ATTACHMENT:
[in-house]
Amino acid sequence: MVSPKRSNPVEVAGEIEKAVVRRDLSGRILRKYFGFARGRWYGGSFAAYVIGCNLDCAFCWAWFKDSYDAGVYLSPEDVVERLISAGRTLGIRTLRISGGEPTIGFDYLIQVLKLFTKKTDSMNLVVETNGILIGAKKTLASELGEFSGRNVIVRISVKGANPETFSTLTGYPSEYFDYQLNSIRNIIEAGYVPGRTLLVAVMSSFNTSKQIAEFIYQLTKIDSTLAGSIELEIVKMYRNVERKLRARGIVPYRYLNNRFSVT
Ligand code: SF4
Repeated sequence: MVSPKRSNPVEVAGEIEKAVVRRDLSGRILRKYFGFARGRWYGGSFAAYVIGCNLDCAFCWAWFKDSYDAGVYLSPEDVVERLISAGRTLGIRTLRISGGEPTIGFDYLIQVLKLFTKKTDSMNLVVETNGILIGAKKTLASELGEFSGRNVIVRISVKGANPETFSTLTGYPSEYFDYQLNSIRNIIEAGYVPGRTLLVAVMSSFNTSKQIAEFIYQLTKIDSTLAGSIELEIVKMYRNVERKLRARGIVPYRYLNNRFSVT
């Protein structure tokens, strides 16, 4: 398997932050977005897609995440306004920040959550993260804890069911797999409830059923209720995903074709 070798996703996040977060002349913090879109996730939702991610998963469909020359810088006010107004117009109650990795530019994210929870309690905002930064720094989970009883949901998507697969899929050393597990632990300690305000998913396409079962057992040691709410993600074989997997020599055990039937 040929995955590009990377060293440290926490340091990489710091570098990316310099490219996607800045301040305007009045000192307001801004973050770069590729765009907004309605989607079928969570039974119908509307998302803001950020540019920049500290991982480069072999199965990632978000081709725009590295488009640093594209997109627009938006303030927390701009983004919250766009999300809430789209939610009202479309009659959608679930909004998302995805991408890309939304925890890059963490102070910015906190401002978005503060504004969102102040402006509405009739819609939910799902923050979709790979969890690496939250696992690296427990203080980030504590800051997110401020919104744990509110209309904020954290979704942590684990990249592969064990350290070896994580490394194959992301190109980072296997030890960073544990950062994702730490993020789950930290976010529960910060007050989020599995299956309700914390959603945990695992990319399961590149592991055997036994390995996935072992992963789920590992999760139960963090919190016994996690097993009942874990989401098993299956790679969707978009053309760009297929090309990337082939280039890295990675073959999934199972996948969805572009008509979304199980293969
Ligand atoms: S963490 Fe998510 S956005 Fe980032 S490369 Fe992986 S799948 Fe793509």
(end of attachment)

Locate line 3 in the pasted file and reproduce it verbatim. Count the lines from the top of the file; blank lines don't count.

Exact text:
Ligand code: SF4